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Homer and Jethro

"Jethro" (left) and "Homer"
Background information
Origin Knoxville, Tennessee
Genres Country, Parody
Years active 1932–1971
Labels King, RCA
Associated acts June Carter, Spike Jones, Chet Atkins
Former members
Henry D. Haynes
Kenneth C. Burns

Homer and Jethro were the stage names of American country music duo Henry D. Haynes (1920–1971) and Kenneth C. Burns (1920–1989), popular from the 1940s through the 1960s on radio and television for their satirical versions of popular songs. Known as the Thinking Man's Hillbillies, they received a Grammy in 1959 and are members of the Country Music Hall of Fame.

Contents

History

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Early years

Haynes and Burns met in 1936 during a WNOX-AM audition in Knoxville, Tennesee when they were both 16 years old.[1] Known as Junior and Dude (pronounced "dood'-ee"), the pair was rechristened Homer (Haynes) and Jethro (Burns) when WNOX Program Director Lowell Blanchard forgot their nicknames during a 1936 broadcast. In 1939 they became regulars on the Renfro Valley Barn Dance radio program in Cincinnati, Ohio.

They were drafted into the US Army during World War II but served separately; they reunited in Knoxville in 1945, and returned to Cincinnati in 1947 and performed at WLW-AM on the station's Midwestern Hayride. They sang exaggerated hillbilly-styled versions of pop standards as their comedic hook, with Haynes on guitar and Burns on mandolin. They originally recorded for King Records, where they also worked as session musicians backing other artists until a dispute over song credits with label owner Syd Nathan led Nathan to release them from the label. The duo and other stars were fired by new management at WLW in 1948, and after a brief tour, they moved to Springfield, Missouri and performed on KWTO-AM with Chet Atkins, the Carter Family and Slim Wilson.[2]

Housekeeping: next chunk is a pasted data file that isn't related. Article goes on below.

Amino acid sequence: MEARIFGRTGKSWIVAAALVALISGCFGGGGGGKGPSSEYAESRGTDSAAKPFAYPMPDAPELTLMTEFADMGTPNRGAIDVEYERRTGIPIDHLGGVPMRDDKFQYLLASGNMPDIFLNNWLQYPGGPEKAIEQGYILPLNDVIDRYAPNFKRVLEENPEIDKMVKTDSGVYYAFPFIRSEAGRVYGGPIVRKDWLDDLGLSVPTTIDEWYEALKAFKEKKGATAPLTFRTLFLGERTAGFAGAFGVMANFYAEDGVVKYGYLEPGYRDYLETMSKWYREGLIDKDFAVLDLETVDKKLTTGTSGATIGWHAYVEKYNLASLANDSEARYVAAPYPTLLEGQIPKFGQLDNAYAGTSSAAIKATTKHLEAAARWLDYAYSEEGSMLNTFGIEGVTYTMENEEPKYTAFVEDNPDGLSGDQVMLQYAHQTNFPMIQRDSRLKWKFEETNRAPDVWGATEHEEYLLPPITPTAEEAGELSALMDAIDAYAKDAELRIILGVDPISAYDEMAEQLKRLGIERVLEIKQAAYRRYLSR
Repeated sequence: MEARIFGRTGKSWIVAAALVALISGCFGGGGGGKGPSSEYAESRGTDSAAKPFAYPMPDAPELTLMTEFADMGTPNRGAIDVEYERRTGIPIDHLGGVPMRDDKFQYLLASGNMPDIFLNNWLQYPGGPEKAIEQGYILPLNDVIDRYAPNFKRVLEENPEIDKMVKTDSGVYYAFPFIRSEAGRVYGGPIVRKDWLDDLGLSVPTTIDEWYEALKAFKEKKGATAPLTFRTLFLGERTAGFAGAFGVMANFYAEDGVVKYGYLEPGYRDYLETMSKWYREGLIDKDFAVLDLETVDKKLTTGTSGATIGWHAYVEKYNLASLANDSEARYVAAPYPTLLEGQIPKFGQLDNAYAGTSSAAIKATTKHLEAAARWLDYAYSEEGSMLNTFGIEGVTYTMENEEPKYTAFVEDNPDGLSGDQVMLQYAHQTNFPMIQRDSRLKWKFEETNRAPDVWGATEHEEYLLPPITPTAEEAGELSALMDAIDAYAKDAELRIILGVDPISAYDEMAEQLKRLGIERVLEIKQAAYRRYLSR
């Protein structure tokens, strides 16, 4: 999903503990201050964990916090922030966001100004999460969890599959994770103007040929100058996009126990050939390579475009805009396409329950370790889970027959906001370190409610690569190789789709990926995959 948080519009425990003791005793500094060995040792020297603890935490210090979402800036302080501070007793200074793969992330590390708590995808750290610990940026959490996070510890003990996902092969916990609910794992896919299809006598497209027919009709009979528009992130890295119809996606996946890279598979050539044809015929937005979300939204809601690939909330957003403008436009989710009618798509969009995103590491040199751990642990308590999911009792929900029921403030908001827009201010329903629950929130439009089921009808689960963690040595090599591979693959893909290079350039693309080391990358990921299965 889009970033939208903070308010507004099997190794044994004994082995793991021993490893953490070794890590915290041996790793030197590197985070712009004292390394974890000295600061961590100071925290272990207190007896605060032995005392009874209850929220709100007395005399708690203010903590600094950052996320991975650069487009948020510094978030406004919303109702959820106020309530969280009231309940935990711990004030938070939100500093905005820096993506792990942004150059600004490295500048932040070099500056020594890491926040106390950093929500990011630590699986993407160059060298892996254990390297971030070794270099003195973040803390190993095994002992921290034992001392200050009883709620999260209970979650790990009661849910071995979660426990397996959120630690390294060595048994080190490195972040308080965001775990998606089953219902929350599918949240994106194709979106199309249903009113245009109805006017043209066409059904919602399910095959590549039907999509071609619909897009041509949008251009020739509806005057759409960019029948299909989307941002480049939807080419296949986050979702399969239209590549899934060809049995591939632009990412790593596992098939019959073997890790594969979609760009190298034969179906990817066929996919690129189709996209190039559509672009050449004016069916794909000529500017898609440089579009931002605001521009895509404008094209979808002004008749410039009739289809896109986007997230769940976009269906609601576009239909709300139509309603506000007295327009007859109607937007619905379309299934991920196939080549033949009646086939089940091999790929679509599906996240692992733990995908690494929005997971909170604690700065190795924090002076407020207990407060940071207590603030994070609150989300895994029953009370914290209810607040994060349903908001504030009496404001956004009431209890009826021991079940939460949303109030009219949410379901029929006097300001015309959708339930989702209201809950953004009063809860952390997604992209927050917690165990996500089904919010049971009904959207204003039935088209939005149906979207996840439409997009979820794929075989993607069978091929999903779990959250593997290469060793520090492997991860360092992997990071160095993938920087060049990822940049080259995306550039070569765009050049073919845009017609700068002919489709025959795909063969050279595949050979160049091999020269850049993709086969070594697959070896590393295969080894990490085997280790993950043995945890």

Song satirists

Signed to the RCA Victor label in 1949, RCA's country A&R man Steve Sholes suggested they switch their comedy to singing parodies of country and pop hits. Most were penned by Burns, the humorist of the pair. Their parody of "Baby It's Cold Outside," recorded with June Carter, became a hit. The song's composer, Frank Loesser, gave them permission to parody the tune with the condition that the label read, "With apologies to Frank Loesser." It led to a spot on WLS-AM in Chicago in 1950, a tour with bandleader Spike Jones and a number of successful albums. They also served as backup musicians on a number of late 1940s and early 1950s RCA recordings by Chet Atkins and on many other RCA country sessions in Chicago and Nashville. Atkins was married to Burns' wife's sister.

They won a Grammy for Best Comedy Performance - Musical in 1959 for "The Battle of Kookamonga," their parody of Johnny Horton's hit "The Battle Of New Orleans." The majority of their recordings were similar parodies of famous old and new popular songs. One example was their treatment of the old romantic song "When You Wore A Tulip" (When you wore a Tulip--/A sweet yellow tulip--/and I wore a big red rose). While keeping that line of the chorus intact, the duo's version of its verse told of two lovers sleeping in a greenhouse, removing their clothes due to the heat and humidity, and then having to escape when the building caught fire. To cover their nakedness, the couple wore the flowers.